There are currently 42 funds in the ASISA South Africa real estate general category, according to Morningstar. Just 15 of those have assets under management (AUM) of more than R500m.
Thirteen have less than R50m in assets.
Questions have been asked for some time about how sustainable it is to have this many funds focused on what is a relatively small sector of the JSE. How many of them are really offering investors a compelling value proposition?
A Citywire analysis of the sector throws some interesting light on this question.
The first point worth noting is that it is not easy to build a differentiated portfolio in a sector that is relatively narrow, and in which the smaller stocks can be highly illiquid. While taking positions away from the benchmark can deliver significant alpha, this can be extremely lumpy.
Four of the funds in this category are index funds. Two are funds of funds. As the below table shows, there is a lot of replication in the portfolios of the remaining 36.
|South Africa real estate general funds|
|Number of active single-manager funds||36|
|Funds with NEPI Rockcastle as a top 5 holding||31|
|Funds with Growthpoint as a top 5 holding||31|
|Funds with both NEPI and Growthpoint as top 5 holdings||27|
|Funds with NEPI, Growthpoint, Redefine and Resilient as top 5 holdings||17|
Nearly half of the active single-manager funds in this category have some combination of the four biggest JSE-listed property stocks in their top five holdings. It is therefore, not surprising, that there is a high correlation in returns from these unit trusts.
Of the 40 funds in this category with a one year track record, the top-performer, the True North IP Enhanced Property fund, delivered a total 12 month return of -3.4%. The worst-performer, the Select BCI Property fund, showed a return of -44.8%.
That is a significant spread of more than 40% in just one year. However, 23 of the 40 funds – or 57.5% – were clustered in a band between -34.0% and -41.0%, which is about 3.5% either side of the SA Listed Property Index return for this period.
There is, therefore, not that much to choose between a majority of these unit trusts, or, in fact, between these funds and those tracking the index.
How we got here
To a large extent, this is a legacy of how this sector has developed. Leading up to 2017, the local listed property had been the top-performing asset class for more than a decade. The demand for property funds was therefore high.
It is noticeable that 22 of the 42 funds in this category were launched in the four years between 2013 and 2017.
The last few years of severe under-performance, have, however turned the tables on asset managers.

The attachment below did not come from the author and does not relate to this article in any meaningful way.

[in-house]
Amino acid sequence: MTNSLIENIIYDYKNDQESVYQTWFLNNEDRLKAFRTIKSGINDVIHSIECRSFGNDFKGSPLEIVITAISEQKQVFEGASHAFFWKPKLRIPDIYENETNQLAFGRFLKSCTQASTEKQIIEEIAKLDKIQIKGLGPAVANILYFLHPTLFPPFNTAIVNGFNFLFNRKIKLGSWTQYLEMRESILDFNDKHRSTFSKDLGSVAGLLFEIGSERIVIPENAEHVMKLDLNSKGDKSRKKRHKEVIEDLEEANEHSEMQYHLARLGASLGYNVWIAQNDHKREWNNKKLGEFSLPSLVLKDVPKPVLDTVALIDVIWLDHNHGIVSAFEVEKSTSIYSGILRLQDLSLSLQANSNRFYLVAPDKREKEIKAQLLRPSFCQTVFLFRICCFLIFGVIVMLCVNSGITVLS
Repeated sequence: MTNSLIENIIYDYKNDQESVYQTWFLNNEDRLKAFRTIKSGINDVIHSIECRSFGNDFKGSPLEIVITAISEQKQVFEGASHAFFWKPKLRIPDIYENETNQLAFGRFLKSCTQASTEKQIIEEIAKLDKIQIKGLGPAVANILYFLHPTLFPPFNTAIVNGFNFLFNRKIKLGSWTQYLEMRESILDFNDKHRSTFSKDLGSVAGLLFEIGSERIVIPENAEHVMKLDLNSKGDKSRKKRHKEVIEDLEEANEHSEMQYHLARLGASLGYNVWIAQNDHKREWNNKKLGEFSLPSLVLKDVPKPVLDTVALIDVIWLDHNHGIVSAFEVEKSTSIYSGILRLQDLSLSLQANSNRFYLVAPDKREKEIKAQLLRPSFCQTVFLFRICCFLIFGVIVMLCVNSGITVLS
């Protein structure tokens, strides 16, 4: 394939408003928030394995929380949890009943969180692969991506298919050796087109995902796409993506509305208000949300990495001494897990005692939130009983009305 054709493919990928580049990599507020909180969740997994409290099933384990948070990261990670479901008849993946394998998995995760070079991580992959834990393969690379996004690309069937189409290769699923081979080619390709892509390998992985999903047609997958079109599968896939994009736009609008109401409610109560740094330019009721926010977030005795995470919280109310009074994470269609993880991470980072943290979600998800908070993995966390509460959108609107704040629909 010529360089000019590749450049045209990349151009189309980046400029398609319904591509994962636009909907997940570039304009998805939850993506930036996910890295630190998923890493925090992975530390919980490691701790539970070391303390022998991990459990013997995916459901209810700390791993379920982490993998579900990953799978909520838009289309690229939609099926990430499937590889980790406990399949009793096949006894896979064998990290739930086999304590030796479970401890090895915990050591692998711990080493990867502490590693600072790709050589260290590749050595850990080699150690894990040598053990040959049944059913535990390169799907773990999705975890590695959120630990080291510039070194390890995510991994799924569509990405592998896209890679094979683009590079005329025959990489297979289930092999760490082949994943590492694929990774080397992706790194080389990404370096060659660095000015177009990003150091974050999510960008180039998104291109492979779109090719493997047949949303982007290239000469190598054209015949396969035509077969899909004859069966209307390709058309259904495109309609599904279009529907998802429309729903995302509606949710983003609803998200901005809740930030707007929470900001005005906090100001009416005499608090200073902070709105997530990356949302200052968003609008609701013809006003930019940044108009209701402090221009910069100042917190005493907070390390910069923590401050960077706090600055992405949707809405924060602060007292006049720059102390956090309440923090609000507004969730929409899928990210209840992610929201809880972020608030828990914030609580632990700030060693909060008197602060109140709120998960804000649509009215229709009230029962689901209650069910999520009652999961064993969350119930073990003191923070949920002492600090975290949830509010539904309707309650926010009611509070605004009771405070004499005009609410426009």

Ian Anderson, CIO at Bridge Fund Managers and manager of the Nedgroup Investments Property fund (pictured), has been involved in running unit trusts in this sector for more than 20 years. He was part of the team that launched the Marriott Property Equity fund in 1996, which was the first to focus exclusively on listed real estate.
‘The reason we launched that fund was a feeling that, with people increasingly using living annuities in retirement, there would be a need for a product that could provide a sustainable income stream that could grow at, or around, inflation,’ said Anderson. ‘And most of the property funds that launched during the 2000s were based on similar thinking.’
The idea that property was primarily an income-producing asset class was however upended when the South African listed real estate sector began to realise such exceptional returns, primarily due to capital gains. At the same time, investor demand surged on the basis of this past performance.
‘If you didn’t have a property fund you were going to miss out on one of the fastest growing sectors of the market, so everyone thought that they had to launch a property fund so that they didn’t lose investors,’ said Anderson.
However, the collapse in share prices in this sector has now altered the dynamic again.
‘Going from darling to pariah has taken just a couple of years,’ said Anderson. ‘There is very little retail investor appetite for listed property now.’
The question of whether the market really needs so many listed property funds is therefore now more pertinent than ever.
How many is enough?
‘I think that there are too many unit trust funds in our space, given we have maybe 42 REITs and listed property companies to choose from that are really investable,’ said Kundayi Munzara, co-manager of the Sesfikile BCI Property fund (pictured). ‘We have too many funds that really just do what the benchmark does. Our sector probably needs more differentiation between funds where clients can choose from a wider variety of strategies, from active, to passive, to ones that have more offshore exposure (outside the dual-listed ones), and to ones that are completely benchmark agnostic or have absolute return characteristics via use of derivatives.
‘Over time, I think our sector can have say 20 to 25 unit trust funds – five to 10 of them with differentiated strategies, and the rest that are kind of benchmark cognisant. At least clients will then still have a choice, but ones that makes sense.’
Anderson does not have a specific figure in mind, but thinks that ‘anything more than 20’ would be too much. He believes the pressure that managers in this space are now feeling may lead to a new dispensation.
‘I wouldn’t be surprised if, just from a pure marketing perspective, a few managers close down their property funds because it’s difficult to get flows now, and because of the cost of keeping it open,’ said Anderson. ‘I do think there are probably some managers that might look to collapse their property funds into maybe much larger income funds. We haven’t seen any of that yet, but I think there is going to be some consolidation.’